Whiskeytown Update

When fishing and other activities return, the scenery around Whiskeytown Lake will be much different than it was before the fire.
Photo Credit: John Higley

by John Higley

Until you’ve seen it first hand, it’s hard to imagine the devastation caused by the Carr Fire which started near Whiskeytown Reservoir on July 23 and burned in Shasta and Trinity counties.  At this writing, more than a thousand homes in west Redding and surrounding communities have been destroyed. With so much structure damage, and more than 200,000 acres charred, the Carr Fire ranks as one of the worst in the state’s history. Recovery, and rebuilding where feasible, will take many years.

Prior to this event, I thought of Whiskeytown Reservoir as post card pretty.  Easy to reach west of Redding via State Route 299, Whiskeytown was, among other things, a great place for sail boat owners, kayak paddlers, family picnics and, most of all, fishing. There are lots of trout and bass, but kokanee are most in demand by visiting anglers.

Kokanee are a small landlocked version of sockeye salmon. Normally, fishing for them is good all summer but it really turns on before spawning takes place in the fall.  Now, thanks to the fire, which caused extensive damage throughout the Whiskeytown National Recreation Area, access to the lake has been halted until further notice by the National Park Service. Until infrastructure problems are resolved, and safety issues addressed, only the Visitor Center will be open to the public.

On Monday I went there to see for myself what the area looked like.  There was some greenery around the Visitor Center but charred hills were visible through the smoke around the lake.  I took a few photos and confirmed what I knew about the effects of the fire.  The blaze extensively damaged the Oak Bottom Marina and burned 40 boats moored there. It skipped over some spots, but scorched much of the landscape that framed the impoundment in natural beauty.  Even when the lake is reopened the surrounding area will not look the same.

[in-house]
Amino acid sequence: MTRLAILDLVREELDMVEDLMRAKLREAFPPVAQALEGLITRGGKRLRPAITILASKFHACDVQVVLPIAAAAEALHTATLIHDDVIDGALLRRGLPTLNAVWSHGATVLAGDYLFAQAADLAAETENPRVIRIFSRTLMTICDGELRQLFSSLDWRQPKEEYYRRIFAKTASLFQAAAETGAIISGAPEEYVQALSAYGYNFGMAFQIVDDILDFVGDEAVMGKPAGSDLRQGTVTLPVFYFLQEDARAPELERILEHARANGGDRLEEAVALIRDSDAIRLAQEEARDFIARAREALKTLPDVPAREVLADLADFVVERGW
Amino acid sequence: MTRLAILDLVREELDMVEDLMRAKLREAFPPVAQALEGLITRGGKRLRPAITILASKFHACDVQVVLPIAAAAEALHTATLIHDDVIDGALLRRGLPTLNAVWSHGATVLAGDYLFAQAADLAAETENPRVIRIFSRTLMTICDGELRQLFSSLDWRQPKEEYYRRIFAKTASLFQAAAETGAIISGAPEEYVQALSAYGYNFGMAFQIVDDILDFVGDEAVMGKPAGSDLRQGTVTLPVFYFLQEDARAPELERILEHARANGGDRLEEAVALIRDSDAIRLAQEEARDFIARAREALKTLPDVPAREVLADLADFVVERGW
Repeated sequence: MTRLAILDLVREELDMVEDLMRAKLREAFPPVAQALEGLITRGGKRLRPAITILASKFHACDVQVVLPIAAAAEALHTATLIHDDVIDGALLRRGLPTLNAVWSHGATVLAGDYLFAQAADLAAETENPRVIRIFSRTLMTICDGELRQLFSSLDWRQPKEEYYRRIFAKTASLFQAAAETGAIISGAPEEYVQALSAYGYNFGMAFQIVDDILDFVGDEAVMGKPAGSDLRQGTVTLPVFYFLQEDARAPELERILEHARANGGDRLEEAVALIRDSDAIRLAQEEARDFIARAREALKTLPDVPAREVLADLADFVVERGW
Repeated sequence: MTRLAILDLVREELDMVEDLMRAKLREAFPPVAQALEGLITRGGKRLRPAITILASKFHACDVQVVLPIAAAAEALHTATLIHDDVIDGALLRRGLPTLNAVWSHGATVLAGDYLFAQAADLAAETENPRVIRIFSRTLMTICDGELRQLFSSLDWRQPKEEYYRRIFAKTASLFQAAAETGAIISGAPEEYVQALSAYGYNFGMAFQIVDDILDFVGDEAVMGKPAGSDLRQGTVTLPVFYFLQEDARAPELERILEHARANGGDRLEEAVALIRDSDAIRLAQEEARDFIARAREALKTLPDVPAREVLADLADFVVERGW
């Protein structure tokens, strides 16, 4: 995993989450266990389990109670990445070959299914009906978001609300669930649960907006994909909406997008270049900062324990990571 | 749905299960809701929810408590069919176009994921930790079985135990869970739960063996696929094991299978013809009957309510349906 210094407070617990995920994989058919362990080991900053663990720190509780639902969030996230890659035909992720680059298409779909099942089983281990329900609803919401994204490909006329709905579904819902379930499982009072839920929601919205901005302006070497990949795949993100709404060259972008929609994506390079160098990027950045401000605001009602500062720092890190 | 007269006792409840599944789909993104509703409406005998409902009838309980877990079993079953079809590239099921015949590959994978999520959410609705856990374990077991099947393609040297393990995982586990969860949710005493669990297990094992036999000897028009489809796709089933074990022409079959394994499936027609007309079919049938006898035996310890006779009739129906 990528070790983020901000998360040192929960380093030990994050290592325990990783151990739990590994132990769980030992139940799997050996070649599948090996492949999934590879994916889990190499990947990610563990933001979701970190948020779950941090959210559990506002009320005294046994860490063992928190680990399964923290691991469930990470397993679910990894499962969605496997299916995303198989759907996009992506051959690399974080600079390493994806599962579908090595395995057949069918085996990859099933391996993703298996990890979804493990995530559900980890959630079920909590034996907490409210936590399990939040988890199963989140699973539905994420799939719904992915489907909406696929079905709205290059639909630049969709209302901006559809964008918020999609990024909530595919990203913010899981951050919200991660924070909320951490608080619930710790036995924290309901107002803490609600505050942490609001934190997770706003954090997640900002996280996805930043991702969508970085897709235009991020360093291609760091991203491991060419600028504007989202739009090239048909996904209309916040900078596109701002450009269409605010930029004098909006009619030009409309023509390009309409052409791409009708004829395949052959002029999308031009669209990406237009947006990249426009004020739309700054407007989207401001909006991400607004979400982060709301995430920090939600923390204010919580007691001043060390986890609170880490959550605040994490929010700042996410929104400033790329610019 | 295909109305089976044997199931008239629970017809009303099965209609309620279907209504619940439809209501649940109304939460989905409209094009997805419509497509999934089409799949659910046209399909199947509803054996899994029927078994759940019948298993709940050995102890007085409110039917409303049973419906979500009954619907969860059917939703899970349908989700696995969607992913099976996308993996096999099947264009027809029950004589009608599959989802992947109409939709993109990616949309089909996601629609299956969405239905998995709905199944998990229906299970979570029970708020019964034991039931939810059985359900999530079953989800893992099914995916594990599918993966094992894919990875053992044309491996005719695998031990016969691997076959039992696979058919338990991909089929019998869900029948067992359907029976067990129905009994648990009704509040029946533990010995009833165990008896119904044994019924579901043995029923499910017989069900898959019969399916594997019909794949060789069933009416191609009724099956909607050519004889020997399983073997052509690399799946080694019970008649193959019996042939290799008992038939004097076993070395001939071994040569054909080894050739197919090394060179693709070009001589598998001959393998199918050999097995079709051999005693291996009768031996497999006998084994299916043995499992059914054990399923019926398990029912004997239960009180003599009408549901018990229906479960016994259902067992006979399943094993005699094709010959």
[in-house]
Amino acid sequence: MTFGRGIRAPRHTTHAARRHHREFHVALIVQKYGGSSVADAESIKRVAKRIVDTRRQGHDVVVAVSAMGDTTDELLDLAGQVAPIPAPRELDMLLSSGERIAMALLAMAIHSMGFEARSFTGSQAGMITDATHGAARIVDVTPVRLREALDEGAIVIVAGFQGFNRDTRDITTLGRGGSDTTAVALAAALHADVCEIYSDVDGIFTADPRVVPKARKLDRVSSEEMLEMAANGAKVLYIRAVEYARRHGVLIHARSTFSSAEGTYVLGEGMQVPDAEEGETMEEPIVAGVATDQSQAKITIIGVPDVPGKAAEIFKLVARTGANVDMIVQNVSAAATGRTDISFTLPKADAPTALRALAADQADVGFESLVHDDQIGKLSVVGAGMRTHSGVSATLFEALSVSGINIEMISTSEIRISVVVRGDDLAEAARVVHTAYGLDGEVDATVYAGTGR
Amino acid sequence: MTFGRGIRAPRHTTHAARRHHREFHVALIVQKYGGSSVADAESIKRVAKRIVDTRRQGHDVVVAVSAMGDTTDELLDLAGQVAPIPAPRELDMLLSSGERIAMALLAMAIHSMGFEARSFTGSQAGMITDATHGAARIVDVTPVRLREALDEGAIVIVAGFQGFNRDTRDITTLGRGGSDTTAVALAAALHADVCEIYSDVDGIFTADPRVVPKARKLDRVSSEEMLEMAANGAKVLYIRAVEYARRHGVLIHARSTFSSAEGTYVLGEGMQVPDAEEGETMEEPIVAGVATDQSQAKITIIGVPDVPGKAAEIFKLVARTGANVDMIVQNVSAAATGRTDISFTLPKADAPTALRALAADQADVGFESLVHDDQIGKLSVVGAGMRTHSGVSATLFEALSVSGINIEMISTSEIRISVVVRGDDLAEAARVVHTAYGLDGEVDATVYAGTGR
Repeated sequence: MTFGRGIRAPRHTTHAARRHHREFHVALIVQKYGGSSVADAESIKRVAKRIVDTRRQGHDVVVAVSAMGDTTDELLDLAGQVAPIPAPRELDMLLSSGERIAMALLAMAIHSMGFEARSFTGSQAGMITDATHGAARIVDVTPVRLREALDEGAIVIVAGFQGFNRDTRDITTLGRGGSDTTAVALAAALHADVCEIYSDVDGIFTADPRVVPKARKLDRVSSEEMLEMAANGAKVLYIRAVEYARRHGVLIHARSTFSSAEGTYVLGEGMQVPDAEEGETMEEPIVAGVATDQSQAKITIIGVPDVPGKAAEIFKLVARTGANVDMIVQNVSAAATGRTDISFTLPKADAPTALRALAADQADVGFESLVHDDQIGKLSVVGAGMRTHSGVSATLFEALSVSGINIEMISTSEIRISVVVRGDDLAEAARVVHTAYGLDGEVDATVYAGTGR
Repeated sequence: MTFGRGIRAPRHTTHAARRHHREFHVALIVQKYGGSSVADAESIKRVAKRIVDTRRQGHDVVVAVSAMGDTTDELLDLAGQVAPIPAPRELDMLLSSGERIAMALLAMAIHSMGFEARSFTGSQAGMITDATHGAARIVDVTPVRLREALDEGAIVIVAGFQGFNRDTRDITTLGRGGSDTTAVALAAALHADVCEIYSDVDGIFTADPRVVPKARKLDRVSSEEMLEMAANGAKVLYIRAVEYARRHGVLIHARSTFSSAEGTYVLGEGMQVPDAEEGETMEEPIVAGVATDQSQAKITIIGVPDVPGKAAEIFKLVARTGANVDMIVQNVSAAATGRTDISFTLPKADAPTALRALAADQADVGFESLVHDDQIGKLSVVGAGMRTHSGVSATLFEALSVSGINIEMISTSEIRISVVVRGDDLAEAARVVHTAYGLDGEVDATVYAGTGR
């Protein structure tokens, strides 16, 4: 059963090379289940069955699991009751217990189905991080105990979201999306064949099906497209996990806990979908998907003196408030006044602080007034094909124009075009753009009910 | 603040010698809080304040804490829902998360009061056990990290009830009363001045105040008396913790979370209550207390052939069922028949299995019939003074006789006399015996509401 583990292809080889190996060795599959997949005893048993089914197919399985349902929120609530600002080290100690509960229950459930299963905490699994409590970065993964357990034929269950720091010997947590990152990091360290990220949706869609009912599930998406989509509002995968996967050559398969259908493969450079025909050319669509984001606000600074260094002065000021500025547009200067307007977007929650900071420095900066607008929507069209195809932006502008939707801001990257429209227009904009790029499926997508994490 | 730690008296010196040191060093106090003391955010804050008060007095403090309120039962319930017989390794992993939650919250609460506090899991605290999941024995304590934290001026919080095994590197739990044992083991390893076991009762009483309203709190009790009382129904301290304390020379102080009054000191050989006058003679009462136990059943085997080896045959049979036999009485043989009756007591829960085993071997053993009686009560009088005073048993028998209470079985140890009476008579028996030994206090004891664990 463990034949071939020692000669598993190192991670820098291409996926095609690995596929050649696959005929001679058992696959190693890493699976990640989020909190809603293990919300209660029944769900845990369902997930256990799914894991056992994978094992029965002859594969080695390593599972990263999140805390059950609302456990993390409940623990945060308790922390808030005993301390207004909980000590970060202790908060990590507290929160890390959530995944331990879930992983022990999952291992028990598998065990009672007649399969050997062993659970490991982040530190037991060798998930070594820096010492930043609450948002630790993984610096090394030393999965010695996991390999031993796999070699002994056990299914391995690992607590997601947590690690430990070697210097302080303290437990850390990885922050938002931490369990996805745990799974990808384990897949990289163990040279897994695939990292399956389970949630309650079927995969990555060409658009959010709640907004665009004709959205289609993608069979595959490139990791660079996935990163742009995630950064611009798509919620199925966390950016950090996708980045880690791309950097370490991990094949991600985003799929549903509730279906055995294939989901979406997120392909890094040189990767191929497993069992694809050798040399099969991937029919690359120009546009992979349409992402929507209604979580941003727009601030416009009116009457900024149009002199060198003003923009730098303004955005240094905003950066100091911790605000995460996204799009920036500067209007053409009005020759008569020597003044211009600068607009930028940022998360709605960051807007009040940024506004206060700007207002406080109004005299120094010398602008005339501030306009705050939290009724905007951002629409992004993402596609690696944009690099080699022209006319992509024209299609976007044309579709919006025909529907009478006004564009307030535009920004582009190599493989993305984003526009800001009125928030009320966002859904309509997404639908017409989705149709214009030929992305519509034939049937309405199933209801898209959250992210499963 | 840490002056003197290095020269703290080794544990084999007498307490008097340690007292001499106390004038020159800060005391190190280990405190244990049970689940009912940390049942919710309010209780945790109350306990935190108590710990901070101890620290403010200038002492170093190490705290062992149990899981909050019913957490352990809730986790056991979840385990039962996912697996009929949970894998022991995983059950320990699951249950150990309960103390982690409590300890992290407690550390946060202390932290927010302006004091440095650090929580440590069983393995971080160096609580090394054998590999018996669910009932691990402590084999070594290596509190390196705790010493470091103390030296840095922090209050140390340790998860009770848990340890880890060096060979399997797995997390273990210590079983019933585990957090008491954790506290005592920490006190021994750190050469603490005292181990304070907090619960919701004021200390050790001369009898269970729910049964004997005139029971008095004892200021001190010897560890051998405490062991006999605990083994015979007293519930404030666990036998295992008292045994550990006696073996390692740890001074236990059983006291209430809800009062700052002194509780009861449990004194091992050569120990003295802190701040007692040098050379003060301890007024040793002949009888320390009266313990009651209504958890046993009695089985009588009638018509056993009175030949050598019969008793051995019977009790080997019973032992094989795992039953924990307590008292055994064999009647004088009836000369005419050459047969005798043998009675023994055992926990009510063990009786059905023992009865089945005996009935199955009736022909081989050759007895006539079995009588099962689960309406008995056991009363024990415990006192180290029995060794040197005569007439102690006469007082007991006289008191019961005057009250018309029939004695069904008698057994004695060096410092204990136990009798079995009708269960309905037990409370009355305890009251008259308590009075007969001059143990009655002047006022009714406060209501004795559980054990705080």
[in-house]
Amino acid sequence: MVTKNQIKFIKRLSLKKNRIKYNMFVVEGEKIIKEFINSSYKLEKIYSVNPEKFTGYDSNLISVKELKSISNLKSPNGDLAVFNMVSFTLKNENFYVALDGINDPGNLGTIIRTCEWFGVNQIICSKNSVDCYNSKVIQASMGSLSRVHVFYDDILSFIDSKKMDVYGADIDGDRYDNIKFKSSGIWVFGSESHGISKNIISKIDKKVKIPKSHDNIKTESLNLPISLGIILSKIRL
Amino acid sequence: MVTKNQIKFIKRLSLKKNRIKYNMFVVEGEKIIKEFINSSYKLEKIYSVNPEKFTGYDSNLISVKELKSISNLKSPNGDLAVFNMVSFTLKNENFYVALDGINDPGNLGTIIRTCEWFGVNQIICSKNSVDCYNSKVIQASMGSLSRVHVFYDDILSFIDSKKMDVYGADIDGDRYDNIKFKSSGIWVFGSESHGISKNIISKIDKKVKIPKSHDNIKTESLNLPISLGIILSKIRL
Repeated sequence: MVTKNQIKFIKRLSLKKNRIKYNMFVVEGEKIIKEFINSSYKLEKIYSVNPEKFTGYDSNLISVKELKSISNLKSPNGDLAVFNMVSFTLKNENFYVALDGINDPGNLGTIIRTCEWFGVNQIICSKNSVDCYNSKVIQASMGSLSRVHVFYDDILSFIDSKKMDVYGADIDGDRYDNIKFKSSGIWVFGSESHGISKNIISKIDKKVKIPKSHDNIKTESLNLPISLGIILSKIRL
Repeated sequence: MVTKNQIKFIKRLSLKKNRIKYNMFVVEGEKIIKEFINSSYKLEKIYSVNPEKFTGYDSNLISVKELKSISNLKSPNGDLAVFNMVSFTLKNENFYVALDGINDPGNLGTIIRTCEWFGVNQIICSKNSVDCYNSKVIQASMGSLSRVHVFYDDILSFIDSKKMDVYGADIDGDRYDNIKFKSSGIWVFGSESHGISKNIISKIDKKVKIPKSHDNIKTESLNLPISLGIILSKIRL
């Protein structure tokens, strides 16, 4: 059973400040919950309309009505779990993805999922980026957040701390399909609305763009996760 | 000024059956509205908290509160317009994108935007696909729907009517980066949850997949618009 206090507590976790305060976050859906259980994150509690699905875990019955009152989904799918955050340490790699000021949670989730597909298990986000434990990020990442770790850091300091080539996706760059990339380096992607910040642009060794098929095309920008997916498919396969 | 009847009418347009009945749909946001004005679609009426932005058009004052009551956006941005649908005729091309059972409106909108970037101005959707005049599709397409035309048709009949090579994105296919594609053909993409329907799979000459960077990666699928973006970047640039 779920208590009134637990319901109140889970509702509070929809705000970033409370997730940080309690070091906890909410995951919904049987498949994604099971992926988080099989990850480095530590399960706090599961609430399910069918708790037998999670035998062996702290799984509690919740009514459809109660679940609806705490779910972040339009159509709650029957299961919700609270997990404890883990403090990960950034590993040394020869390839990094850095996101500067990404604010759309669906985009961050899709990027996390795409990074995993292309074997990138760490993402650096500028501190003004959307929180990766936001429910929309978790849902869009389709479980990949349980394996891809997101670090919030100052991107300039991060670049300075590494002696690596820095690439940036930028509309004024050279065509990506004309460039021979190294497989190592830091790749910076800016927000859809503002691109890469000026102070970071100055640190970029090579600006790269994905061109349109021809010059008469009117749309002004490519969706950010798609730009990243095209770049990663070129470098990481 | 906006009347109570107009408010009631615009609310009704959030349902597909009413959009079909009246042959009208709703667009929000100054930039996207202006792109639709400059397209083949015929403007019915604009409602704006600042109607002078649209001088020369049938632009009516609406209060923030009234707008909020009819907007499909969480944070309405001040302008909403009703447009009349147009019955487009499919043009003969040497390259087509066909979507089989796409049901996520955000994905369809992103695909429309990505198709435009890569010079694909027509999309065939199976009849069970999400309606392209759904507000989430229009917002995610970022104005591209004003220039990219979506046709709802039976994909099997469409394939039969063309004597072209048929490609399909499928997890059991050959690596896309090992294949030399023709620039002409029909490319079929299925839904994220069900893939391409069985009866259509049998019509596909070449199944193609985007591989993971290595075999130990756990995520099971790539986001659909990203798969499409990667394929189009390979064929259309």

As for the fishing, no one really knows how, or if, it will be adversely affected in the aftermath of the fire.  Debris and silt in the tributary streams, which are critical for kokanee spawning, will be monitored as will over all water quality. Because it always looked clean, the water at Whiskeytown has been inviting to boaters and swimmers alike.  That could change dramatically when the rains come, and the ash and dirt laden runoff begins. 

Monty Currier, an environmental scientist and fisheries biologist with the California Department of Fish and Wildlife in Region 1, will be in the field assessing the situation as soon as it’s allowed.

“It’s going to take awhile to be sure, but I’m hoping that the quality fishing we have in Whiskeytown will continue without major interruption,” he said.

As was said earlier, for now the lake is closed, and when it will reopen is, at this time, anyone’s guess.  The landscape around Whiskeytown may be changed for a long time, but the recovery will begin, and, when conditions are right, visitors will be allowed to return. Meanwhile, I believe those of us not directly affected by the Carr Fire must be understanding, patient, and help in the recovery process where we can.

Author and writer John Higley is a resident of Palo Cedro. His articles have appeared in outdoor magazines hundreds of times and his columns appear regularly at myoutdoorbuddy.com. Higley has written four books the latest of which “Successful Turkey Hunting” was published in May, 2014 by Skyhorse Publishing in New York. This hard cover, full color book is being sold at Barnes and Noble Book Stores and on Amazon. Autographed copies are available direct from John Higley, P.O. Box 120, Palo Cedro, CA 96073. Cost is $28.95 postage paid.